Tuesday, July 24, 2012

Nine Writing Things: Sexytimes

Sex in fiction is a touchy subject. There are as many different opinions on writing and and ways to write it as there are to have it. And that's totally okay. But I think there are some basics no matter how you do it. Write it, that is. I'm not stupid enough to presume to tell people how to have sex.

1. Learn the anatomy.
Nothing yanks me from a story faster than misuse of the word "vagina." A vagina is not the external sex characteristic. When a character incorrectly identifies his partner's anatomy in this most basic way, it calls everything into question. If he doesn't know where her vagina is, how am I supposed to believe he's going to please her?

2. Learn the slang for the anatomy.
Unless it's in-character, chances are your character isn't going to think "vagina." S/he might think "penis" but "vagina" is the sort of word that, for some reason, makes people squeamish. There's a wealth of resources for learning appropriate slang out there. (I like this one.) Find those resources and use them.

Note: Vajayjay is not ever, not even a little bit, not even jokingly acceptable. Don't make me bitchslap you.

3. Mind your hands.
This happens frequently in fanfiction, but professional fiction certainly isn't immune: someone has three hands. Or the positioning just isn't physically possible, or someone left their shoes on but five minutes later--without any mention of having removed said shoes--toes are getting sucked. Just pay attention to your details. During editing, position yourself where you've got your characters. If you can't do it, they can't do it.

4. Nothing tastes like peaches and cinnamon.
Several years ago, this was a big problem in fandom, particularly in the Harry Potter fandom. It stemmed, mostly, from people who were not old enough to have even really experienced their own bodies writing terrible smut. Again, professional fiction is not immune. Something might taste almost pleasant or have a hint of flavor of the food the character has been eating, but nothing coming out of the lower regions is going to taste like peaches or cinnamon or cherries. Don't sugar-coat it. (However, you can have your characters actually sugar coat it. Flavored lubricant is pretty nifty.)

5. The big O.
Fact: up to 75% of women do not orgasm during intercourse. If your heroine were in the real world, she probably wouldn't reach that peak. It's okay to have her do it, anyway, because fiction is fantasy. But it's okay if she doesn't, too. Sex isn't always just about the orgasm and if your character is a "journey is half the fun" type, it's completely okay for her to miss that climax. Men don't always achieve orgasm, either. Sometimes, they even fake it. If you're writing sex as part of a larger story (and not, like me and other porn writers, writing it because it is the story), then it adds a touch of unusual realism to have your character skip the big O... and who knows, you might make readers for life for that little detail.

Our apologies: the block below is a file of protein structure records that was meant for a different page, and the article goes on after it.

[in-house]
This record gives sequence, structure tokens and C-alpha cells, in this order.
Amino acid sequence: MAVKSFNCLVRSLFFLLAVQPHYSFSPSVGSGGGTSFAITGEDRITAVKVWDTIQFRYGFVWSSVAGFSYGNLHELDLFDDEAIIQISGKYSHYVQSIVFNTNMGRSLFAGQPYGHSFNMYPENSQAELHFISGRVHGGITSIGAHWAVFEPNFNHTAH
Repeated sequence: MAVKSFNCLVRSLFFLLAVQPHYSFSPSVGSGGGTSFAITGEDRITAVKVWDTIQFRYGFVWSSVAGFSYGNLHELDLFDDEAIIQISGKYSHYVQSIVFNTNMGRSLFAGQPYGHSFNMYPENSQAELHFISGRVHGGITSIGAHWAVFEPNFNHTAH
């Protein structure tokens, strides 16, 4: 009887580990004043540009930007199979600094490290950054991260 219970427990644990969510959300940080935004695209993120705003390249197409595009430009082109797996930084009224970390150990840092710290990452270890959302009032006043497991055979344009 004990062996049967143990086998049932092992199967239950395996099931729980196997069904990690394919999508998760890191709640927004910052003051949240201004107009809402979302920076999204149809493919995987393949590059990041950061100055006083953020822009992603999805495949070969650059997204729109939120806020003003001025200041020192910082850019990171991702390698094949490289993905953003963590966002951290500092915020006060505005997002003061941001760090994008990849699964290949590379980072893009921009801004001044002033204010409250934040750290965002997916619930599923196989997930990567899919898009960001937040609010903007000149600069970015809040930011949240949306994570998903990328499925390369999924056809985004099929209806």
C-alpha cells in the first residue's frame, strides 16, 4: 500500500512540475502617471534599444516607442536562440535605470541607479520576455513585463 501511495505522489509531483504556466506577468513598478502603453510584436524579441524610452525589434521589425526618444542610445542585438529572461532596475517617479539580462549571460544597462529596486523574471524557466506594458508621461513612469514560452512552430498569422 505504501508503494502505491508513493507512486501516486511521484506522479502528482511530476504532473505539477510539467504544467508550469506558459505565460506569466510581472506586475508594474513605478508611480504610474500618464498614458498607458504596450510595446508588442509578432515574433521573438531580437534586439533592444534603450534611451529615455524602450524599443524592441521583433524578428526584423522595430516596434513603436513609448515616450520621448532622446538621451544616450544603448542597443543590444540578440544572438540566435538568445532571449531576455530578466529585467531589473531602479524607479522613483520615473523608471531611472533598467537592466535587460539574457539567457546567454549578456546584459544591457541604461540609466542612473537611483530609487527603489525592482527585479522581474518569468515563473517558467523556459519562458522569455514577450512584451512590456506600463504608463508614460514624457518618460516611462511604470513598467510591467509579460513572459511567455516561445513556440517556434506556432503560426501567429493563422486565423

6. You have five senses, use them.
Sex is about more than touch. It's sight, smell, sound, and taste. Just keep that in mind when your characters are getting hot and heavy. Of course they're not going to notice everything--nobody does--but showing us what they do notice, and what they savor, is going to tell us a lot about them.

7. Don't sacrifice character.
Out-of-character sex is just as bad as any other out-of-character behavior. If a hero of few words is suddenly spewing erotic terms of endearment, or a shy, repressed virgin turns into a wanton woman the second the hero drops his pants, I am going to call bullshit, roll my eyes, and close the book. Make me believe it, damn it.

8. There's nothing wrong with porn.
Written porn, at least, hurts no one. Oh, it might upset some people, and it might make others uncomfortable, but written porn for the sake of porn is--in my world--perfectly acceptable. If you want to write sex not because it's part of a larger story or because it shows or tells something, if you want to write sex simply because you want to do it, then do it. It's okay.

9. If you don't think it's hot, your reader won't think it's hot.
This maybe should be my number one tip. It's the one thing I preach whenever asked about it. Write what you think is hot because if you're not enjoying it, that shows in your words, and you ruin things for your character and the reader. You really don't want that.

Bonus Thing: The rules for writing sex, like any writing rules, can be broken. Just not until you learn them.

But I really will come bitchslap you if you use "vajayjay."

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